Structural perspective on the activation of RNAse P RNA by protein.

Department of Chemistry and Biochemistry, University of Colorado, Boulder, Colorado 80309, USA.
Nature Structural & Molecular Biology (Impact Factor: 11.63). 12/2005; 12(11):958-64. DOI: 10.1038/nsmb1004
Source: PubMed

ABSTRACT Ribonucleoprotein particles are central to numerous cellular pathways, but their study in vitro is often complicated by heterogeneity and aggregation. We describe a new technique to characterize these complexes trapped as homogeneous species in a nondenaturing gel. Using this technique, in conjunction with phosphorothioate footprinting analysis, we identify the protein-binding site and RNA folding states of ribonuclease P (RNase P), an RNA-based enzyme that, in vivo, requires a protein cofactor to catalyze the 5' maturation of precursor transfer RNA (pre-tRNA). Our results show that the protein binds to a patch of conserved RNA structure adjacent to the active site and influences the conformation of the RNA near the tRNA-binding site. The data are consistent with a role of the protein in substrate recognition and support a new model of the holoenzyme that is based on a recently solved crystal structure of RNase P RNA.

  • Source
    Bulletin of The Korean Chemical Society. 01/2010; 31(7):2081-2084.
  • Source
    [Show abstract] [Hide abstract]
    ABSTRACT: RNase P is an RNA-based enzyme primarily responsible for 5'-end pre-tRNA processing. A structure of the bacterial RNase P holoenzyme in complex with tRNA(Phe) revealed the structural basis for substrate recognition, identified the active site location, and showed how the protein component increases functionality. The active site includes at least two metal ions, a universal uridine (U52), and P RNA backbone moieties, but it is unclear whether an adjacent, bacterially conserved protein loop (residues 52-57) participates in catalysis. Here, mutagenesis combined with single-turnover reaction kinetics demonstrate that point mutations in this loop have either no or modest effects on catalytic efficiency. Similarly, amino acid changes in the 'RNR' region, which represent the most conserved region of bacterial RNase P proteins, exhibit negligible changes in catalytic efficiency. However, U52 and two bacterially conserved protein residues (F17 and R89) are essential for efficient Thermotoga maritima RNase P activity. The U52 nucleotide binds a metal ion at the active site, whereas F17 and R89 are positioned >20 Å from the cleavage site, probably making contacts with N(-4) and N(-5) nucleotides of the pre-tRNA 5'-leader. This suggests a synergistic coupling between transition state formation and substrate positioning via interactions with the leader.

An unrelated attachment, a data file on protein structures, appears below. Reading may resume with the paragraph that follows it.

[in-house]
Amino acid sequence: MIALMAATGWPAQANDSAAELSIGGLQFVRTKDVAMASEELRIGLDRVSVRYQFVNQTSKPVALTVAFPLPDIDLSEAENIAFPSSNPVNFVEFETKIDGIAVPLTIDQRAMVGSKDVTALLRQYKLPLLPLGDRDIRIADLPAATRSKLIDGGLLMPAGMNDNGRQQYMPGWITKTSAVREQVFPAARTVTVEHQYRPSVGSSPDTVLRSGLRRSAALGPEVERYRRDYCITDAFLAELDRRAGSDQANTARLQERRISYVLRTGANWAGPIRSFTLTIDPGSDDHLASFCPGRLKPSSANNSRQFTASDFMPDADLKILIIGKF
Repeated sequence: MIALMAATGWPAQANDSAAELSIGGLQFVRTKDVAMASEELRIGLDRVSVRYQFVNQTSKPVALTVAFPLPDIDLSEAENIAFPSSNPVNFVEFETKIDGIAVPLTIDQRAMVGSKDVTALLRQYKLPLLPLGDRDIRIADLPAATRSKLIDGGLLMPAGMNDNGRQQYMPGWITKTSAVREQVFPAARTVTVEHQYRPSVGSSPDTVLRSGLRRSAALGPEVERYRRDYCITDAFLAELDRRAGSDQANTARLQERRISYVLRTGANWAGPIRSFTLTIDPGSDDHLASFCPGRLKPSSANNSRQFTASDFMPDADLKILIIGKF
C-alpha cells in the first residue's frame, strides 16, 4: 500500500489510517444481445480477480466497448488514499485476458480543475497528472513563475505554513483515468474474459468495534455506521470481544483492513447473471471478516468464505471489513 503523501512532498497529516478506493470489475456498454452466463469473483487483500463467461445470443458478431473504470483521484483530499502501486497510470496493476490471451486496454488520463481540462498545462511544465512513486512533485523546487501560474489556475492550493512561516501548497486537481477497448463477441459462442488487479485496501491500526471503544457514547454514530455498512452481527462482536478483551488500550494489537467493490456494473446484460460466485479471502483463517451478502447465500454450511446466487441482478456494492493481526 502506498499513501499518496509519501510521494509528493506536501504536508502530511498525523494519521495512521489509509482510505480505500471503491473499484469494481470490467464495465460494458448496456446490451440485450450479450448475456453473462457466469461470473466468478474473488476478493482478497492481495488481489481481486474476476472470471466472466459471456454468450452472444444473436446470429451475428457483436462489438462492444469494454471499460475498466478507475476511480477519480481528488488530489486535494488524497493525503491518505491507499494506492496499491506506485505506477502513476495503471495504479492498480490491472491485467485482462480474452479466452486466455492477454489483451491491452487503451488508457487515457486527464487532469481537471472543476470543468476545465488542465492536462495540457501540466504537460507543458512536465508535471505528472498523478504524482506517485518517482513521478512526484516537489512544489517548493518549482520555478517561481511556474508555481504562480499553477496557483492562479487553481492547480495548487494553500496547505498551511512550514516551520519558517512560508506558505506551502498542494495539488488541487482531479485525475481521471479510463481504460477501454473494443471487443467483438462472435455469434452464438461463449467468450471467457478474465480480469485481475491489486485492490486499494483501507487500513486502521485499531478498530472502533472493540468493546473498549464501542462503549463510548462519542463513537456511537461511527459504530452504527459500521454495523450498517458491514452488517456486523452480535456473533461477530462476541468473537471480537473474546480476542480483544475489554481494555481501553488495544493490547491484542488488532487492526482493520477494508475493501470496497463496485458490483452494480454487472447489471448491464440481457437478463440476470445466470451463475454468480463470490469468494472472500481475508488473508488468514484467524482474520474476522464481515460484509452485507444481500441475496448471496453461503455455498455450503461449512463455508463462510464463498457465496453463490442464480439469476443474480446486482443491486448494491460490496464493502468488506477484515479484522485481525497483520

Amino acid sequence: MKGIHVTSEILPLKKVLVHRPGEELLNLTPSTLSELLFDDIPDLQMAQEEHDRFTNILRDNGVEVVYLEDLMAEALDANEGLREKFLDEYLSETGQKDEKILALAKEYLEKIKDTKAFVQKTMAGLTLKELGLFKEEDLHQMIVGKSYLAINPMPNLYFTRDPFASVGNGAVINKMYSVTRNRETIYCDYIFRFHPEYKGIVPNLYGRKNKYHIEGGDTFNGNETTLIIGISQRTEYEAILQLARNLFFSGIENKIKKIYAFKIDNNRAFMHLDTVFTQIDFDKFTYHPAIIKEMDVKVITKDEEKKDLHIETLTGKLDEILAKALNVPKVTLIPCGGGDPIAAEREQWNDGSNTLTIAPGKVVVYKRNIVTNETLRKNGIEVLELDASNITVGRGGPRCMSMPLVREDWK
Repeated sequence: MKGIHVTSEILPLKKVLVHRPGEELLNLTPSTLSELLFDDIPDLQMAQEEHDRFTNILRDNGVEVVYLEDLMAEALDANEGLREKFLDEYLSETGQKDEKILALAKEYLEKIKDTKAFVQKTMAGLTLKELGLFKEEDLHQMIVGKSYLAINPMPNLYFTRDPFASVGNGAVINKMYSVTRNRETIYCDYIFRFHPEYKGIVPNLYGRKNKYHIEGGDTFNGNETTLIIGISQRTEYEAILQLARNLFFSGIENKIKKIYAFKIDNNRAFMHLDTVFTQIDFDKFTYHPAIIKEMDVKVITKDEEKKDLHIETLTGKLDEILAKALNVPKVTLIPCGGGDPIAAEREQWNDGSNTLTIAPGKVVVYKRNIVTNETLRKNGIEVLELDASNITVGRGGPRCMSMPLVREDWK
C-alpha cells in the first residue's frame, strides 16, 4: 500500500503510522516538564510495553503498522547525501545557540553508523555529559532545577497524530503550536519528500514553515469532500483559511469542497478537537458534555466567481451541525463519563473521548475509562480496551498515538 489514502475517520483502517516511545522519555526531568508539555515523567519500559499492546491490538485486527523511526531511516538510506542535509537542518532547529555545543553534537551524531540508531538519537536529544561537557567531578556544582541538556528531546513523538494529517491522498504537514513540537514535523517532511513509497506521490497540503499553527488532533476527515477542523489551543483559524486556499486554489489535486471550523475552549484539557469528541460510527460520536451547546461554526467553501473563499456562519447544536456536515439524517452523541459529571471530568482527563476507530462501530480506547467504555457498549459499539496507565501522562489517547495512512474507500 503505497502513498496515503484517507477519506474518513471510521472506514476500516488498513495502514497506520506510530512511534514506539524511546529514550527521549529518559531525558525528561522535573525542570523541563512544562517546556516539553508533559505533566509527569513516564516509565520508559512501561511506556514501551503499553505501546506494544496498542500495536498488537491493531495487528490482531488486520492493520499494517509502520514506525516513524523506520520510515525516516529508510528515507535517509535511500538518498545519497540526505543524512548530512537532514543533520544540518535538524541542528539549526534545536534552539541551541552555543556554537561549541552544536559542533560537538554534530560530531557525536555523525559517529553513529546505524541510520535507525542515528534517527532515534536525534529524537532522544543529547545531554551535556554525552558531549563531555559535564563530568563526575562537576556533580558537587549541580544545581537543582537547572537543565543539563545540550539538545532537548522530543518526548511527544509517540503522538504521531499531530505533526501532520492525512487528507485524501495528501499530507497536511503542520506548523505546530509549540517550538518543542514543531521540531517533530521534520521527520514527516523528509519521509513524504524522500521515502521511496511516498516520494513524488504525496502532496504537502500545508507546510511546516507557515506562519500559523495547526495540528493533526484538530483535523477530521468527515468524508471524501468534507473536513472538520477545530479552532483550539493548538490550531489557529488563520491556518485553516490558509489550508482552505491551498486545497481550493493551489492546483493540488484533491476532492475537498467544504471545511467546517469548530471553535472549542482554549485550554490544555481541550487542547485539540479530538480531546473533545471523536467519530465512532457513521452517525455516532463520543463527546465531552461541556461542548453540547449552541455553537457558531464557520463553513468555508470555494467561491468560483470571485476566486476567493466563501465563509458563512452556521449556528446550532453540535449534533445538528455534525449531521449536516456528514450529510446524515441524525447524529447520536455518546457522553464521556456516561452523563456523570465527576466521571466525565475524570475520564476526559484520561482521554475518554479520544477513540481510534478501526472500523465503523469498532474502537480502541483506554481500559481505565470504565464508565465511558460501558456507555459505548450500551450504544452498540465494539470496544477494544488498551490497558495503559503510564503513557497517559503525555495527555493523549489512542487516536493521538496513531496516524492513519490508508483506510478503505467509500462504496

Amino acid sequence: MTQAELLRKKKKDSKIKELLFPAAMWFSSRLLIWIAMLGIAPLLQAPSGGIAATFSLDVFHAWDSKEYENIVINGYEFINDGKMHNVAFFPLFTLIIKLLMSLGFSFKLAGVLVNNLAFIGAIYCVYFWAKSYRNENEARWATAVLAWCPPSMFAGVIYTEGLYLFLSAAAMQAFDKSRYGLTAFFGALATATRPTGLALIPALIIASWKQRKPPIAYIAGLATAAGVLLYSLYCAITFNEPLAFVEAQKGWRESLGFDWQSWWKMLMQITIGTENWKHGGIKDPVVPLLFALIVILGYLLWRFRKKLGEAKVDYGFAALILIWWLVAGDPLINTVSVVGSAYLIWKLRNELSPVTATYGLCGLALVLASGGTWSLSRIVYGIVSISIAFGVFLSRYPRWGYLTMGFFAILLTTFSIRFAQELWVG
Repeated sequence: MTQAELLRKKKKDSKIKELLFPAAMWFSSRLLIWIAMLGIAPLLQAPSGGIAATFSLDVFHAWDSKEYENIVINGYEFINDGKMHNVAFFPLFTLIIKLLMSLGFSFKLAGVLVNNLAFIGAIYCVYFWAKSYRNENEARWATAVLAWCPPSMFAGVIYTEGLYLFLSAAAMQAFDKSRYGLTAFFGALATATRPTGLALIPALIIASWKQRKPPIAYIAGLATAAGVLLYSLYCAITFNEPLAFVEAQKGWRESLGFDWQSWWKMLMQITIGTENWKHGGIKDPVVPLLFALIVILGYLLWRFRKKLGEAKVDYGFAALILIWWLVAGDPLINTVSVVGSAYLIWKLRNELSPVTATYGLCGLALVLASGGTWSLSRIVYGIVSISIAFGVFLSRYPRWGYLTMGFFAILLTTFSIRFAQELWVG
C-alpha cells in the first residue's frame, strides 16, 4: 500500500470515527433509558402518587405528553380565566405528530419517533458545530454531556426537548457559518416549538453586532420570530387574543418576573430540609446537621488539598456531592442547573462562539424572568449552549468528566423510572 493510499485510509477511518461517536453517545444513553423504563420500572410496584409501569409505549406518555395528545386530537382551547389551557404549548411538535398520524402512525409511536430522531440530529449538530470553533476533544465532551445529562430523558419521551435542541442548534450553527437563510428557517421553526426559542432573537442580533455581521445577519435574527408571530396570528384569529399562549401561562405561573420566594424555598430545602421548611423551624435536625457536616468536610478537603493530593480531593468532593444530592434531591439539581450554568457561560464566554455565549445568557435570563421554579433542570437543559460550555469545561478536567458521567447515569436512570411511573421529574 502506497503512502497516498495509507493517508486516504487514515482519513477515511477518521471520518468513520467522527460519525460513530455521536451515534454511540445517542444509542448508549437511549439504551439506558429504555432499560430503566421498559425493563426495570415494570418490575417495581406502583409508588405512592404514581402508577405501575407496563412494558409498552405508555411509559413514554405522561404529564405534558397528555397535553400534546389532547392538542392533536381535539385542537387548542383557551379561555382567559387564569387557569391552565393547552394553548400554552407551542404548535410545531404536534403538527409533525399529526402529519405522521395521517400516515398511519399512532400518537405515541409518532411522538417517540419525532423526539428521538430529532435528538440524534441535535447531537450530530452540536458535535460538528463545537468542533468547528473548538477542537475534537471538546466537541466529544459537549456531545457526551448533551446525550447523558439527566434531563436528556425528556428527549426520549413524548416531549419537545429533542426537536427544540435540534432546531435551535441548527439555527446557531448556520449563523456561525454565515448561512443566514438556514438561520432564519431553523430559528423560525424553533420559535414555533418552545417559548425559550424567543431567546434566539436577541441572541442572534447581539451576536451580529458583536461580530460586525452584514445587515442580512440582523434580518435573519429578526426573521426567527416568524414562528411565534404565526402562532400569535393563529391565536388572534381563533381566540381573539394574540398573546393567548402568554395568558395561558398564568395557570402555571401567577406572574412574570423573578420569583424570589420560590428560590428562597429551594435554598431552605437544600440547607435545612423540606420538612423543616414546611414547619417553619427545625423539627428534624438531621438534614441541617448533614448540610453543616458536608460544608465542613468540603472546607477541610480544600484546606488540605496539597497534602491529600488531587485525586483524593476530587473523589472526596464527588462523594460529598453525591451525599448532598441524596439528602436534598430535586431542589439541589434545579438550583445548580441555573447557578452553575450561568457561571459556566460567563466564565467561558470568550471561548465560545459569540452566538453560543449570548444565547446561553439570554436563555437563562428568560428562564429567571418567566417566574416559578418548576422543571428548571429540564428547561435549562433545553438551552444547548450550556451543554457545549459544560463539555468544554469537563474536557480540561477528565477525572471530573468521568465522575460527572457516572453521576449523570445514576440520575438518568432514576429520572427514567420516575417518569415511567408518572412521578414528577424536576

Nucleic Acids Research 08/2012; · 8.81 Impact Factor
  • [Show abstract] [Hide abstract]
    ABSTRACT: A single enzyme, ribonuclease P (RNase P), processes the 5 prime ends of tRNA precursors (ptRNA) in cells and organelles that carry out tRNA biosynthesis. This substrate population includes over 80 different competing ptRNAs in Escherichia coli. While the reaction kinetics and molecular recognition of a few individual model substrates of bacterial RNase P have been well described, the competitive substrate kinetics of the enzyme are comparatively unexplored. To understand the factors that determine how different ptRNA substrates compete for processing by E. coli RNase P, we compared the steady state reaction kinetics of two ptRNAs that differ at sequences that are contacted by the enzyme. For both ptRNAs, substrate cleavage is fast relative to dissociation. As a consequence, V/K, the rate constant for the reaction at limiting substrate concentrations, reflects the substrate association step for both ptRNAs. Reactions containing two or more ptRNAs follow simple competitive alternative substrate kinetics in which the relative rates of processing are determined by ptRNA concentration and their V/K. The relative V/K values for eight different ptRNAs, that were selected to represent the range of structure variation at sites contacted by RNase P, were determined by internal competition in reactions in which all eight substrates were present simultaneously. The results reveal a relatively narrow range of V/K values suggesting that rates of ptRNA processing by RNase P are tuned for uniform specificity and consequently optimal coupling to precursor biosynthesis.
    Journal of Biological Chemistry 01/2013; · 4.60 Impact Factor


1 Download
Available from